Animal and Plant Health Inspection Service, USDA.
We are advising the public that the United States Department of Agriculture and its sub-agency, the Animal and Plant Health Inspection Service, have prepared an environmental assessment and finding of no significant impact for a conservation program pursuant to the Endangered Species Act to benefit the southwestern willow flycatcher, a small, neotropical migrant bird found in Arizona, California, Colorado, Nevada, New Mexico, Texas, and Utah. Based on our finding of no significant impact, we have determined that an environmental impact statement need not be prepared.
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FOR FURTHER INFORMATION CONTACT:
Mr. Kai Caraher, Biological Scientist, PHP, PPQ, APHIS, 4700 River Road, Unit 150, Riverdale, MD 20737-1231; (301) 851-2345; Kai.Caraher@usda.gov.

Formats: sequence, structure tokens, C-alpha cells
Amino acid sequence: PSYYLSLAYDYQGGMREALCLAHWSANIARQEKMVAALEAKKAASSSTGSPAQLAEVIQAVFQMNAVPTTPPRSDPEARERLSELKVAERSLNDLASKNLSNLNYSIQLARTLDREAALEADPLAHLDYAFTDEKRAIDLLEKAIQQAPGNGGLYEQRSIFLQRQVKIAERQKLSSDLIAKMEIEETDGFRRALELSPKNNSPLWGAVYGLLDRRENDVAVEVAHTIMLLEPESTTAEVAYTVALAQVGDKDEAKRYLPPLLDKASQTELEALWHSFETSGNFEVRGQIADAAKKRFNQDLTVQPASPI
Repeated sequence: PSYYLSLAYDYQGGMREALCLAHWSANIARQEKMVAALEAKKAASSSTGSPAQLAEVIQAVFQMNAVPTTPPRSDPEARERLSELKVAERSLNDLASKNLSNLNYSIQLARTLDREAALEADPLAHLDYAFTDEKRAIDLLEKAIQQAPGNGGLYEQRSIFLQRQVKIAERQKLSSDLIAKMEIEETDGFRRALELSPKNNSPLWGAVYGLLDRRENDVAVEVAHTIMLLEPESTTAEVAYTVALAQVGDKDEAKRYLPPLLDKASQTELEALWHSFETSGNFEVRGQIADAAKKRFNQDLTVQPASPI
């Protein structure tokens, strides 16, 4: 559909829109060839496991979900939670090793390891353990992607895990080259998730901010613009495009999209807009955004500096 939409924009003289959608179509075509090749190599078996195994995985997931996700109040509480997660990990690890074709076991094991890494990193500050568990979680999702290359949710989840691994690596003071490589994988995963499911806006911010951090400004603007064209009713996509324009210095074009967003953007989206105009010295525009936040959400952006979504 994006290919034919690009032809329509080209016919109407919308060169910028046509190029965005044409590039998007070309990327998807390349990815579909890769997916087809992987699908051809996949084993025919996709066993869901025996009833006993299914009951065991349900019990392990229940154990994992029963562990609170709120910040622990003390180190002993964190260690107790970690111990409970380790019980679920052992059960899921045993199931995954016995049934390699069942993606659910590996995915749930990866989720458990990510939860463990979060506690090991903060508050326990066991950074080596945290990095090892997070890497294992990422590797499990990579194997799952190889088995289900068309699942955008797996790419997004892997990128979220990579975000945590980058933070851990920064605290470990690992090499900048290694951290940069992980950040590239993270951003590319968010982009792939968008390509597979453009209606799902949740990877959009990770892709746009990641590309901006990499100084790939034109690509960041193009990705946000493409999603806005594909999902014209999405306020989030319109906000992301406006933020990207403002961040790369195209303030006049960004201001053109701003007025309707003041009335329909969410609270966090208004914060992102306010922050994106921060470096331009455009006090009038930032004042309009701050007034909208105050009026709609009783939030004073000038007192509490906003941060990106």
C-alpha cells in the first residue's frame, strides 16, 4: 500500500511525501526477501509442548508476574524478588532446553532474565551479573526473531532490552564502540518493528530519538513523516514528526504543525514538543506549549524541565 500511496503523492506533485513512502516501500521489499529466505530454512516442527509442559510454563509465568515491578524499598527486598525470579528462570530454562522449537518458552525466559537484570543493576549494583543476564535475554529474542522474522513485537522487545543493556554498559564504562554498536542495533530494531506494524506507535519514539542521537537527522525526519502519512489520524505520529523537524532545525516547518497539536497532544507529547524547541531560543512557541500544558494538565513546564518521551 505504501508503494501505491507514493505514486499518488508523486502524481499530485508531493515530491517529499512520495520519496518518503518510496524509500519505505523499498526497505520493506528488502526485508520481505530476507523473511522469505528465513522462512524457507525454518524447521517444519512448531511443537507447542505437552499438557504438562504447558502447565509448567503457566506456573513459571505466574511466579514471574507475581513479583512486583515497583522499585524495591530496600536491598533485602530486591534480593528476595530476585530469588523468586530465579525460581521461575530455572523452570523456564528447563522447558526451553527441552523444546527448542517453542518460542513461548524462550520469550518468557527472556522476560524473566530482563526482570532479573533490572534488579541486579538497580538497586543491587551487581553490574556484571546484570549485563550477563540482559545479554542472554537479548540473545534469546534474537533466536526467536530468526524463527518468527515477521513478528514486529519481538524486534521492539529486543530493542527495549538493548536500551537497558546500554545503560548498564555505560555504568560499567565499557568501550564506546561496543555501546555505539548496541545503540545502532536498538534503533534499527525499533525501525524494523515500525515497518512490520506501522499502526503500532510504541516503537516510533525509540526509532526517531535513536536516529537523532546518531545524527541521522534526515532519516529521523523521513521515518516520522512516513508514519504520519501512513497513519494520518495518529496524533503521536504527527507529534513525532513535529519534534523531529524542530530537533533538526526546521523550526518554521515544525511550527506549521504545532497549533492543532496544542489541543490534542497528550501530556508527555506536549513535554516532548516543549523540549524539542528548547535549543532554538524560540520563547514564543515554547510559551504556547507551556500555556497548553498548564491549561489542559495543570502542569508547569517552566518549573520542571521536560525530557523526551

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Saltcedar, also known as tamarisk (Tamarix species), is an invasive plant widely established in riparian areas in the western United States. This non-native weed, which can take the form of a shrub or small tree, was introduced into the United States in the latter part of the 19th century. Although saltcedar is an invasive plant, native animals have adapted to its presence.
In 1986, the U.S. Department of Agriculture's (USDA's) Agricultural Research Service (ARS) began research into the potential for biological control of saltcedar. From 1998 to 2000, ARS conducted open field release trials of tamarisk leaf beetles (Diorhabda species) to determine the conditions under which releases could succeed. These field trials took place after ARS consulted with the U.S. Fish and Wildlife Service (USFWS) to ensure Start Printed Page 66148compliance with the Endangered Species Act (ESA). USDA's Animal and Plant Health Inspection Service (APHIS) permitted the releases after it completed additional environmental risk analyses and provided the public an opportunity to comment on the documents.